A: Well, it’s certainly grown, and become more ethnically diverse. That’s the big one for me. When I came here 16 years ago, it was a very prototypical Midwestern city that had the typical diversity of black and white, but now there’s a growing ethnic Somali community, a growing Hispanic/Latino community, a growing Asian community.
You are also starting to see a lot of corporations and businesses moving to Columbus because the quality of life and cost of living are very beneficial to people coming from places like Chicago and other large Midwestern cities. Downtown has become more vibrant: more and more people are moving downtown, which is a big change, and NBBJ eventually plans to do the same.
At the same time the city has grown enough that amenities are there that didn’t used to be. We have a growing cultural contribution to make to the Midwest: at the Wexner Center, which has grown into an internationally known gallery; the Columbus Museum of Art under the leadership of Nannette Maciejunes; the growth of the Discovery District, anchored by CCAD and all the work Denny Griffith has done there; the Columbus Metropolitan Library, with Pat Lizinsky; and many others.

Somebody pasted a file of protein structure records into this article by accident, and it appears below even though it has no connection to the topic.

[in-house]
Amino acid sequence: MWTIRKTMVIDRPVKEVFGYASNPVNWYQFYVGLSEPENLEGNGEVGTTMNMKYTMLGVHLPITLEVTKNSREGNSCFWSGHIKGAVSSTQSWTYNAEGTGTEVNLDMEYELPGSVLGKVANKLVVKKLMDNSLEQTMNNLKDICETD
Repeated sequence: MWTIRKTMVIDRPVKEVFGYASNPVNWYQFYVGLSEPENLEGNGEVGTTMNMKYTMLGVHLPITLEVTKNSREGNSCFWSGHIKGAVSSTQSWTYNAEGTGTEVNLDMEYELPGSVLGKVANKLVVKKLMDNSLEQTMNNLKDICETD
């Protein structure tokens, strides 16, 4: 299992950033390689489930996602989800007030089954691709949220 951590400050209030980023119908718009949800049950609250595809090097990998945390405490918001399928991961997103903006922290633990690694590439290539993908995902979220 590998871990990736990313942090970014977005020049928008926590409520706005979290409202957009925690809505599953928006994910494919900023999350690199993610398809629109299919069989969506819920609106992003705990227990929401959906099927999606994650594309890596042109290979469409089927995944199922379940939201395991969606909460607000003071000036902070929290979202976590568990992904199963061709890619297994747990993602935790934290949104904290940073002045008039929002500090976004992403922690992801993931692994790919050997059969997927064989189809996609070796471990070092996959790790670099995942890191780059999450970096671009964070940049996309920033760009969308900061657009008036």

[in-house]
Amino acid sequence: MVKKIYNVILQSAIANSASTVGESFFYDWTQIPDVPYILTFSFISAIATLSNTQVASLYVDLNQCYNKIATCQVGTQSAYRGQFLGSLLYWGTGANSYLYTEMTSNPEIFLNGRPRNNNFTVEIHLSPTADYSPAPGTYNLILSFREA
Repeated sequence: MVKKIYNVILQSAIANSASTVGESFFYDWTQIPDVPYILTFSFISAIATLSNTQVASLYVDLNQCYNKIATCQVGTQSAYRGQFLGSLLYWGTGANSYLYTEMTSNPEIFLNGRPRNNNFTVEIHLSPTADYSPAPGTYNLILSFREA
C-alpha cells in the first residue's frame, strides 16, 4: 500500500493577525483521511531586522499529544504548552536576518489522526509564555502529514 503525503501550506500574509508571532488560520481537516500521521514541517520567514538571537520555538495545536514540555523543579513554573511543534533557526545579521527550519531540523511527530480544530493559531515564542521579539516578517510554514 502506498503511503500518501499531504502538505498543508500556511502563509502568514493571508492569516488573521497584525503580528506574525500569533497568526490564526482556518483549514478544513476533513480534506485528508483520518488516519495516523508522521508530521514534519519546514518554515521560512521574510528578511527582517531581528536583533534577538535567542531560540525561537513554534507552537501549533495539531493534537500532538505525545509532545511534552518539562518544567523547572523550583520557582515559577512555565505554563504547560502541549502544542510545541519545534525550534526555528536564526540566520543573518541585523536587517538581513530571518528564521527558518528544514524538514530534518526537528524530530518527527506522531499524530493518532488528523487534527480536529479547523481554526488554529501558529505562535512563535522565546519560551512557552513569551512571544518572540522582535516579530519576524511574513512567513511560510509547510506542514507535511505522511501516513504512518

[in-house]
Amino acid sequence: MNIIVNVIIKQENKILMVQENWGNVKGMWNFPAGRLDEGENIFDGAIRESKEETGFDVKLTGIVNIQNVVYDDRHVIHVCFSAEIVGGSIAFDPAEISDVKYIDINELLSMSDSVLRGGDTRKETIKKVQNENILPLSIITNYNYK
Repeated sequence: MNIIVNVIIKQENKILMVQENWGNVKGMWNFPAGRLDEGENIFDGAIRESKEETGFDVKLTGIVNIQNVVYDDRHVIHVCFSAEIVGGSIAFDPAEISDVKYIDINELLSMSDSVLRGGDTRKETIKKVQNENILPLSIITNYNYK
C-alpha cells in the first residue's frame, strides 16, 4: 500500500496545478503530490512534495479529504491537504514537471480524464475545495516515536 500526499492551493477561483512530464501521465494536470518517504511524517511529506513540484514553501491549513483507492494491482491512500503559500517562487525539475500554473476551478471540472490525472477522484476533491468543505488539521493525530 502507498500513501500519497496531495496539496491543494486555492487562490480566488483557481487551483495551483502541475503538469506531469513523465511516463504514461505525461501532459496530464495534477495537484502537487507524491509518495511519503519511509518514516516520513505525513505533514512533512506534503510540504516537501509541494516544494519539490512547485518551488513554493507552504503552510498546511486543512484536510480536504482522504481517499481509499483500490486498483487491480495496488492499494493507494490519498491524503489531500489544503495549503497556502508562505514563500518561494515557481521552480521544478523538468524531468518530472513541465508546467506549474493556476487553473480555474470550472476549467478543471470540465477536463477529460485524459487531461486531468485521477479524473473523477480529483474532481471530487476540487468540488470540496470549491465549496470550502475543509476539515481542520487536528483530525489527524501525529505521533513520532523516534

The point I’m trying to make is that, as a civic, cultural community, Columbus has grown since I’ve arrived. Those are the things I gravitate towards, but I also believe those have been the biggest changes.
Q: Do you see good things happening in the next 20 years? From a design and architecture perspective, do you think Columbus is on the right track?